Big three wireless carriers should be forced to share spectrum with small companies and sell or close their discount brands, says Anthony Lacavera
The chairman and CEO of Wind Mobile is nothing if not bold.
On Tuesday Anthony Lacavera stood before a lunch crowd of telecommunications and regulatory officials in Toronto and demanded the Harper government radically shoulder aside the private sector in the cellular industry.
Among other things he insisted during the speech at the Canadian Telecom Summit were
–the country’s big three carriers – BCE Inc.’s Bell Mobility, Rogers Communications and Telus Corp. – be forced to either sell or close their wholly-owned so-called flanker brands (Solo, Virgin, Koodo and Chatr) – which they often pass off as entities that give choice to consumers;
–lift the ban on foreign ownership of carriers that have more than 10 per cent of the market and allow Bell and Telus to merge. Then encourage ‘Belus’ to invest in building wireless networks outside Canada rather than try to gain incremental market share here;
–if new carriers like Wind can’t get more spectrum then incumbent carriers should have to share theirs;
–carriers should be ordered to build one wireless network in rural areas that competitors have to share. That way resources aren’t wasted building duplicate networks.
Along the way Lacavera lobbed a few grenades, like saying Bell, Rogers and Telus “have the highest ARPUs (average revenue per user) in the universe” engage in anti-competitive behaviour and are hoarding spectrum.
Well, if you have to give a speech why should it be boring?
But, he said, he’s serious about all his proposals. Considering that Wind and fellow new entrants Mobilicity and Public Mobile have only been able to chip away at the incumbents’ market share in the past two years or so, its no wonder he says the celluar business is at a crossroads.
Wind, which has about 600,000 subscribers and its major investor, VimpelCom,, wants to buy out Lacavera and is said to be looking for a buyer for the Canadian division. Mobilicity – which says its close to bankruptcy with 250,000 subscribers – wants to be bought by Telus . Public Mobile is said to be looking for new investment.
The only solid new entrant is Quebec’s Videotron.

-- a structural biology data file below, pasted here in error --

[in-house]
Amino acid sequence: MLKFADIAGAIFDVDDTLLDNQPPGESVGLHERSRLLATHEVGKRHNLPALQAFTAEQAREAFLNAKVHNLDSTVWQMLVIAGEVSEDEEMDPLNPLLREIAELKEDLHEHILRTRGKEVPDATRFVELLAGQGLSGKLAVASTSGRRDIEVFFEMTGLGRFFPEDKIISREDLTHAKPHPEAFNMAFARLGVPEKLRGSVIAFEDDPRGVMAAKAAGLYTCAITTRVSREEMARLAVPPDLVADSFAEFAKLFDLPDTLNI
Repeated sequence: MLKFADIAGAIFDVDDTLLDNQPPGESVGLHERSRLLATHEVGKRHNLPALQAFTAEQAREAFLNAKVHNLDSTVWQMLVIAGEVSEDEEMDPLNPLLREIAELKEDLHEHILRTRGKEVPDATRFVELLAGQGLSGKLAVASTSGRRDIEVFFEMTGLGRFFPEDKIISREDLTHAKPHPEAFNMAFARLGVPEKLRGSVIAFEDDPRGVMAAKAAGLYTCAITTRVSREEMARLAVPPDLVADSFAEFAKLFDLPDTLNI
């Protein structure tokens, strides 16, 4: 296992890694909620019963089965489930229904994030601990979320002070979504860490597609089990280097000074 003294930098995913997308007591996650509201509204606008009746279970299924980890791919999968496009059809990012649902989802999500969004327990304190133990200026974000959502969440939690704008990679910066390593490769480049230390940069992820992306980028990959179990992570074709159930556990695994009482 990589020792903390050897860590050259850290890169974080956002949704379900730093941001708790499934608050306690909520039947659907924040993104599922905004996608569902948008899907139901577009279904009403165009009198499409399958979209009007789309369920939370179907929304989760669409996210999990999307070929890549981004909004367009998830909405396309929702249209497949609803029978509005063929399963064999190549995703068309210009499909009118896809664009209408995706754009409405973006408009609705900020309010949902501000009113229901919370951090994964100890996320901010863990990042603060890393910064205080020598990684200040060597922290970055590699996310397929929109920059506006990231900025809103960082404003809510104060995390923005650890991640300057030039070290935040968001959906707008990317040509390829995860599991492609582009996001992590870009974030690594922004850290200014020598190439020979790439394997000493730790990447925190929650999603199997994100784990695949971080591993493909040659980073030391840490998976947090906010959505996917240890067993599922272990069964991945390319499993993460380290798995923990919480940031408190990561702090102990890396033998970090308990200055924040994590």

Lacavera is almost always buoyant, and he was Tuesday after Industry Minister Chrisian Paradis torpedoed the Telus-Mobilicity deal.
Ottawa nixes Telus-Mobilicity deal
Under Industry Canada rules, Mobilicity can’t sell its spectrum to an incumbent until February, 2014. That’s part of a five year ban Wind and Videotron have to follow as new entrants that bought specially set-aside spectrum in 2008. (The five years started in 2009 when they got their licences.)
But Paradis said flatly he won’t allow new entrants to transfer their spectrum to an incumbent carrier before the five year ban expires.
“Going forward, proposed spectrum transfers that result in undue spectrum concentration — and therefore diminish competition — will not be permited,” Paradis added.
That covers Public Mobile’s spectrum, which isn’t covered by the ban.
Paradis said he will shortly issue
He also said spectrum sales by carriers will be judged individually, with the decisions and explanations released publicly.
Lacavera is delighted with the decision.
Ottawa isn’t shutting the door on incumbents getting more spectrum, he said, but it is saying it wants to ensure there are four wirelessss carrier in every region, and that they have sufficient access to spectrum.
While financial analyst Dvai Ghose of Canaccord Genuity doubts that Paradis’s Tuesday statement will encourage investors to put their money in Wind, Mobilicity or Public Mobile, Lacavera disagrees.
“This policy makes it very clear how spectrum transfers are going to be governed and that the government is going to assess transfer proposals on the desire to have four carriers in every region in the country.
“The government was abundantly clear that a fourth carrier in very region will have access to sufficient spectrum in every region to roll out LTE services, and that means you have businesses that are more financable. So I think there is a story for the capital markets.”
Wind, he maintained “is a viable going concern” that will have positive EBIDTA (earnings before interest and other charges) next year.
As for that speech, Lacavera says it was tame: It was tougher before Wind’s lawyers saw it.